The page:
A final fireside chat with Students’ Society President Ivan Neilson

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What were your biggest accomplishments this year?I was happy with the style of management that we had this year. The individual vice-presidents started new initiatives and new projects, assisting one another. I’m also thrilled that we were able to reform the committee structure. That’ll be a big improvement next year.

What advice do you have for next year’s SSMU President-elect Zach Newburgh?First, continue to build on the successes that we’ve had this year. Too often, a new executive will come in and reinvent the wheel. In some cases, this is necessary. Obviously I’m biased here, but I believe a lot of the work we’ve done this year can only be improved upon. Beyond that, it’s important to solicit as much input from as many different members as possible – whether that’s advice from the big student groups on campus, or finding different ways to reach out to individual students.

What are some of the challenges that next year’s executives will face?Free speech on campus will be an issue at McGill next year. Right now, as we saw at the University of Ottawa with Ann Coulter, there are two different camps on campuses across Canada. There’s one group that wants to maintain the university as a place of learning where students can come and not feel barraged by other ideas. Then, there’s the opposite groups, who says that universities are the final bastions of free and open expression and dialogue.Next year, we also have several leases coming up in the building. It’s really an opportunity for us to decide what type of services we should be offering. And then, of course, in the face of imminent tuition hikes, it’ll be important to represent a solid and unified front to the university and the provincial government.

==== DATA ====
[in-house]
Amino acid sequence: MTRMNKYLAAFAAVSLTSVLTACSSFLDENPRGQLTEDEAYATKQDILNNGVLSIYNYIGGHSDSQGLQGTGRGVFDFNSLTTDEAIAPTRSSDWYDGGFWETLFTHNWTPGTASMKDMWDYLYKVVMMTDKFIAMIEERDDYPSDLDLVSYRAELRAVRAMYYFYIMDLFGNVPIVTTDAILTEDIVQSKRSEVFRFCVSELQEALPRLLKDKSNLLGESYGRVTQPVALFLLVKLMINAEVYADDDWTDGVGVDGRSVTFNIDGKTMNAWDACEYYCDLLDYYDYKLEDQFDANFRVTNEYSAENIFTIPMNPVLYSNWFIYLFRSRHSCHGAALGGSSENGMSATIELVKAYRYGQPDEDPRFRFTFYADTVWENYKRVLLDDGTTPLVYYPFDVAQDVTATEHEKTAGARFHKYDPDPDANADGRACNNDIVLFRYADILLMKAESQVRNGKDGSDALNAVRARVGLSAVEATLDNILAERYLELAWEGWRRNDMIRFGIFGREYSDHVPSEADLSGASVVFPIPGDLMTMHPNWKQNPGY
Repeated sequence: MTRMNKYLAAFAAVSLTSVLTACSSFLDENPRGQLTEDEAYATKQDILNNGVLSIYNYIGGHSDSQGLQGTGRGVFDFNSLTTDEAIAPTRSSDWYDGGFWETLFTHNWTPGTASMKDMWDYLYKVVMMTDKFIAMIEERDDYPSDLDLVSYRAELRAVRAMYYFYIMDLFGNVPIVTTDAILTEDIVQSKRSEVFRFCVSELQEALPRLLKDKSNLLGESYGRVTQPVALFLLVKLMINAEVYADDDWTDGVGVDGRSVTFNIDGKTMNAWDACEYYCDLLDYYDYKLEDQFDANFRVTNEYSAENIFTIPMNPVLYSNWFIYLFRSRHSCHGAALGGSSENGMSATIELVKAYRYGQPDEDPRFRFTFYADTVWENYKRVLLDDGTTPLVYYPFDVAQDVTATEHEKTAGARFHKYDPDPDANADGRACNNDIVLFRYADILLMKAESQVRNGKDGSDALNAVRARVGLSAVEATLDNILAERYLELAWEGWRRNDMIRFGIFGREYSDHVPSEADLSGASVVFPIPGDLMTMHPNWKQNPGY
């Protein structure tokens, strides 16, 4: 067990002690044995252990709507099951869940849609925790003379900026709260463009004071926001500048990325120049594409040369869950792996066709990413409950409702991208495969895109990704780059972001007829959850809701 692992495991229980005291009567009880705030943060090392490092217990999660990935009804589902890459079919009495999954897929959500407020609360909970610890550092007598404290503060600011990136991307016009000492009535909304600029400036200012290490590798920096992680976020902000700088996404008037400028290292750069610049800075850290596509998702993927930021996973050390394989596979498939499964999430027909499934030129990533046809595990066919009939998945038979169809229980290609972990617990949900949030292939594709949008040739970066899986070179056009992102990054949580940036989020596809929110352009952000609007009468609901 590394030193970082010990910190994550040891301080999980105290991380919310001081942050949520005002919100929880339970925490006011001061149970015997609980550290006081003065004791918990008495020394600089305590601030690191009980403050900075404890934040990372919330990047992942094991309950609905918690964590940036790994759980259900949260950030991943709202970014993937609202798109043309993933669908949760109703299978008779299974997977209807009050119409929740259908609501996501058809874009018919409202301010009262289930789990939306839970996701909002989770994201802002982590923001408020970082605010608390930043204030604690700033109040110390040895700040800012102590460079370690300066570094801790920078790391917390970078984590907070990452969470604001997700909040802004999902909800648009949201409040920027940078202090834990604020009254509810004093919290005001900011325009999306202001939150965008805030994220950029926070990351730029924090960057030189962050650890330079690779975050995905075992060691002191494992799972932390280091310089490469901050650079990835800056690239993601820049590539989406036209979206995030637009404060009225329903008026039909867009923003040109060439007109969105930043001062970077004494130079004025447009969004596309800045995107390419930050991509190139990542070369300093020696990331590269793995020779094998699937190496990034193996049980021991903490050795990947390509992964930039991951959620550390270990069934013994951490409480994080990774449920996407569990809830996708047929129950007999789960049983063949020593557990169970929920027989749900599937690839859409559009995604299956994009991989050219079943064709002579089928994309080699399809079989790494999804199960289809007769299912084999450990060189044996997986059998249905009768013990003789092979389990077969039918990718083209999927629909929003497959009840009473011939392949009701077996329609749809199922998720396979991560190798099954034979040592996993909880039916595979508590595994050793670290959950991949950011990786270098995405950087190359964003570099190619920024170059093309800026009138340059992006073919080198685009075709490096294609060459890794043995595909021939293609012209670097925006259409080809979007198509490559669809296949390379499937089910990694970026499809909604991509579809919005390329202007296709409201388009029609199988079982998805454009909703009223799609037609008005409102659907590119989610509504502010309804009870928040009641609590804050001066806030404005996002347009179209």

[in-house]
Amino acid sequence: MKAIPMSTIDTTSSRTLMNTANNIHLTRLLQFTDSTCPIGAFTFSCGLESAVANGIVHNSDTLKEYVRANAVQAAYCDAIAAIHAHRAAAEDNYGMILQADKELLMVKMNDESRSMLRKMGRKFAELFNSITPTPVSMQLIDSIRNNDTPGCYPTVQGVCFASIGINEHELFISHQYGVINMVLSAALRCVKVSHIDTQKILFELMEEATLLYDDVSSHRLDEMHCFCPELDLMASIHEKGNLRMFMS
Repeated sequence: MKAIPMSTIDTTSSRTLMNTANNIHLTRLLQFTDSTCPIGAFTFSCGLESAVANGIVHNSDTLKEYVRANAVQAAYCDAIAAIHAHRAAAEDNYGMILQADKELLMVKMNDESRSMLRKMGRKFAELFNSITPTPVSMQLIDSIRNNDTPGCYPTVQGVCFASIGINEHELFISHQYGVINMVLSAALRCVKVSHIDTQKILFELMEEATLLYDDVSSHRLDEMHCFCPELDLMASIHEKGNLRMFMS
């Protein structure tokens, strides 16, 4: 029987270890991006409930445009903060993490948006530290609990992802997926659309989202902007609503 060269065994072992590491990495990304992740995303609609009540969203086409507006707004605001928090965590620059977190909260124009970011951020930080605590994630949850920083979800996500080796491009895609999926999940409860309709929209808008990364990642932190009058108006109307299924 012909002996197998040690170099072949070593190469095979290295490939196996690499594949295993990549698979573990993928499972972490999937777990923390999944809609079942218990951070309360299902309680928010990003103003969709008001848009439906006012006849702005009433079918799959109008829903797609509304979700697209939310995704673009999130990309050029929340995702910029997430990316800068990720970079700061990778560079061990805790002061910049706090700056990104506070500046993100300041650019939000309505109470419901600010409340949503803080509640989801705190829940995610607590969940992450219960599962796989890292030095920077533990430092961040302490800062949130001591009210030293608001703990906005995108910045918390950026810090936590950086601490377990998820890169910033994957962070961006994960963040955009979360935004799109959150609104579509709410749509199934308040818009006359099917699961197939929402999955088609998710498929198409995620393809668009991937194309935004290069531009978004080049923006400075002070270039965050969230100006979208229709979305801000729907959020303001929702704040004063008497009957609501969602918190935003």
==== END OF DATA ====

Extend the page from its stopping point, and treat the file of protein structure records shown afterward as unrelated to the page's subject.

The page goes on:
Do you have any concerns regarding next year’s SSMU executive?They all have strong backgrounds in their respective portfolios. Individually, they’ll be able to handle certain challenges, but it’s going to depend on how they work together as a team. None of them have worked together before. Their success will depend on whether they can come together. In particular, their success will hinge on Zach’s leadership and the vision that he will promote. But it’s also going to depend on their willingness to work together. Again, once you let egos and personalities get in the way, it’s really hard to maintain that sense of collective vision.

Has the Salman Rushdie lecture become more controversial than you thought it would be?Yes. When we brought this to Council, we were given no indication that this would be an issue. I was surprised by the negative reaction. Of course, this was an executive initiative, though it was by no means a done deal when it was brought in front of Council.

What did you think of Council this year? Is it simply a rubber-stamping body that serves as a check on the executive?Council is the body that runs the Society. The trend has been, in the last couple years, for different reasons, that Council’s quality has declined. The number of initiatives being presented by councillors has decreased, the level of interest at Council is dwindling, and the committee activity and participation have fallen off the map. Perhaps it simply wasn’t a good year for individual councillors. But as it’s set up right now, it’s supposed to be the body that runs the Society.

Do you think this year was just a bad year for Council? Or is reform needed?A lot of it depends on the individual leadership of the executive. This year, [the SSMU executive] has been strong. In past years, if there’s less confidence in the executive, councillors see more of a need to step in and intervene. However, many factors play a role, so it’s hard to justify sweeping reform from one bad year.

What action do you recommend taking on General Assemblies?I recommend that the executive look at it and take it on as a project. They’re going to have to look at it and make some tough decisions. Whether that’s firmly entrenching the GA as an institution and accepting its shortcomings, or, in turn, deciding that GAs have no place in the society – thus getting rid of it altogether.